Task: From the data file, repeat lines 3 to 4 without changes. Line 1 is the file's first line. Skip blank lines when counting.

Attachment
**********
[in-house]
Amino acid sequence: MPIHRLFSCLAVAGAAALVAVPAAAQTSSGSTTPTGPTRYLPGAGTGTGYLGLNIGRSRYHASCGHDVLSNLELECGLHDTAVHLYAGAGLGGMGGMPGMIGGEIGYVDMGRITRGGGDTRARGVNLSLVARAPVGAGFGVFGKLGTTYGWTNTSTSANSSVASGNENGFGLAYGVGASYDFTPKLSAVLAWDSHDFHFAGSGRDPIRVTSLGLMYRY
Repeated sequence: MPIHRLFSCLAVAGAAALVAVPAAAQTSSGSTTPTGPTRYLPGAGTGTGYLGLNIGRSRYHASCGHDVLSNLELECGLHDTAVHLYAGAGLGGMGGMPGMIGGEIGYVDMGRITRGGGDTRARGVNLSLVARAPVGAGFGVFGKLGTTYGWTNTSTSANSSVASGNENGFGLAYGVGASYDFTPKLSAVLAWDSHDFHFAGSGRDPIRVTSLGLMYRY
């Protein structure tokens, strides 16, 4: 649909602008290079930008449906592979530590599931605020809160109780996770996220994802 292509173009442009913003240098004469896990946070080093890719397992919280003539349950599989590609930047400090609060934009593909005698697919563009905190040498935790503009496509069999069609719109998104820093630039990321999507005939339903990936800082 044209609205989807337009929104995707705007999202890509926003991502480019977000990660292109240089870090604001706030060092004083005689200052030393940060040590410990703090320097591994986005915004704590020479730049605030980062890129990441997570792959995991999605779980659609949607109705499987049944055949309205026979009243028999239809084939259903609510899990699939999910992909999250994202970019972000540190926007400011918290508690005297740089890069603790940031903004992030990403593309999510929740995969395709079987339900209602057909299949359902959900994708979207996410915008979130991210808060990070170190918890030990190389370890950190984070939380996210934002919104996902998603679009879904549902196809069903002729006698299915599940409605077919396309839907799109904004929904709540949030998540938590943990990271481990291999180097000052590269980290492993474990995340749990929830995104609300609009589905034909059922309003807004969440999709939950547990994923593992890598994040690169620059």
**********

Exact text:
Repeated sequence: MPIHRLFSCLAVAGAAALVAVPAAAQTSSGSTTPTGPTRYLPGAGTGTGYLGLNIGRSRYHASCGHDVLSNLELECGLHDTAVHLYAGAGLGGMGGMPGMIGGEIGYVDMGRITRGGGDTRARGVNLSLVARAPVGAGFGVFGKLGTTYGWTNTSTSANSSVASGNENGFGLAYGVGASYDFTPKLSAVLAWDSHDFHFAGSGRDPIRVTSLGLMYRY
């Protein structure tokens, strides 16, 4: 649909602008290079930008449906592979530590599931605020809160109780996770996220994802 292509173009442009913003240098004469896990946070080093890719397992919280003539349950599989590609930047400090609060934009593909005698697919563009905190040498935790503009496509069999069609719109998104820093630039990321999507005939339903990936800082 044209609205989807337009929104995707705007999202890509926003991502480019977000990660292109240089870090604001706030060092004083005689200052030393940060040590410990703090320097591994986005915004704590020479730049605030980062890129990441997570792959995991999605779980659609949607109705499987049944055949309205026979009243028999239809084939259903609510899990699939999910992909999250994202970019972000540190926007400011918290508690005297740089890069603790940031903004992030990403593309999510929740995969395709079987339900209602057909299949359902959900994708979207996410915008979130991210808060990070170190918890030990190389370890950190984070939380996210934002919104996902998603679009879904549902196809069903002729006698299915599940409605077919396309839907799109904004929904709540949030998540938590943990990271481990291999180097000052590269980290492993474990995340749990929830995104609300609009589905034909059922309003807004969440999709939950547990994923593992890598994040690169620059």